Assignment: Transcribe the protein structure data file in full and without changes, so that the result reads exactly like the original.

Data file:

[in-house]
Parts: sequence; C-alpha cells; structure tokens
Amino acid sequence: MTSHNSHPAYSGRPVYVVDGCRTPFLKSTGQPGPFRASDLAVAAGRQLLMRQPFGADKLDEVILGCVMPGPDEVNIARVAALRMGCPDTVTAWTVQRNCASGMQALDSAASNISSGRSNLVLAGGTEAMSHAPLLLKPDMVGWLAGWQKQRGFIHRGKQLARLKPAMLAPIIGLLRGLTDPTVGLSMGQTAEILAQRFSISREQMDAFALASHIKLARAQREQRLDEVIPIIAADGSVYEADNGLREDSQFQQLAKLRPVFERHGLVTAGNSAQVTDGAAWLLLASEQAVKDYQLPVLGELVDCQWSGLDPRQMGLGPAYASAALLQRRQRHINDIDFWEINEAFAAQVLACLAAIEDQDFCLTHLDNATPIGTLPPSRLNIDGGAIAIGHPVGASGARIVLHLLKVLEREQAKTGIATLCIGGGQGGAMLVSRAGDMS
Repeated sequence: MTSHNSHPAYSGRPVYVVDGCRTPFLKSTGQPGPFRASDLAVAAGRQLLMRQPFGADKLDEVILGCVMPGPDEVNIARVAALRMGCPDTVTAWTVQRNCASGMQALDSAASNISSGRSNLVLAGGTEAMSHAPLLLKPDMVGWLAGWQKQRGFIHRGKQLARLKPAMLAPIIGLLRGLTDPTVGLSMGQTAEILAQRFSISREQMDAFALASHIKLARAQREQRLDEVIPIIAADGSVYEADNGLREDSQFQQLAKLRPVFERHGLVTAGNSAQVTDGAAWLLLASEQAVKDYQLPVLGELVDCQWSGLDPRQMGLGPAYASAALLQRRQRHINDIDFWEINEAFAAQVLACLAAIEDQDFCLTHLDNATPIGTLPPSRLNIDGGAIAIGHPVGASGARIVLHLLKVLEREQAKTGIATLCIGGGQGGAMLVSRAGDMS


[in-house]
Parts: sequence; C-alpha cells; structure tokens
Amino acid sequence: MTSHNSHPAYSGRPVYVVDGCRTPFLKSTGQPGPFRASDLAVAAGRQLLMRQPFGADKLDEVILGCVMPGPDEVNIARVAALRMGCPDTVTAWTVQRNCASGMQALDSAASNISSGRSNLVLAGGTEAMSHAPLLLKPDMVGWLAGWQKQRGFIHRGKQLARLKPAMLAPIIGLLRGLTDPTVGLSMGQTAEILAQRFSISREQMDAFALASHIKLARAQREQRLDEVIPIIAADGSVYEADNGLREDSQFQQLAKLRPVFERHGLVTAGNSAQVTDGAAWLLLASEQAVKDYQLPVLGELVDCQWSGLDPRQMGLGPAYASAALLQRRQRHINDIDFWEINEAFAAQVLACLAAIEDQDFCLTHLDNATPIGTLPPSRLNIDGGAIAIGHPVGASGARIVLHLLKVLEREQAKTGIATLCIGGGQGGAMLVSRAGDMS
Repeated sequence: MTSHNSHPAYSGRPVYVVDGCRTPFLKSTGQPGPFRASDLAVAAGRQLLMRQPFGADKLDEVILGCVMPGPDEVNIARVAALRMGCPDTVTAWTVQRNCASGMQALDSAASNISSGRSNLVLAGGTEAMSHAPLLLKPDMVGWLAGWQKQRGFIHRGKQLARLKPAMLAPIIGLLRGLTDPTVGLSMGQTAEILAQRFSISREQMDAFALASHIKLARAQREQRLDEVIPIIAADGSVYEADNGLREDSQFQQLAKLRPVFERHGLVTAGNSAQVTDGAAWLLLASEQAVKDYQLPVLGELVDCQWSGLDPRQMGLGPAYASAALLQRRQRHINDIDFWEINEAFAAQVLACLAAIEDQDFCLTHLDNATPIGTLPPSRLNIDGGAIAIGHPVGASGARIVLHLLKVLEREQAKTGIATLCIGGGQGGAMLVSRAGDMS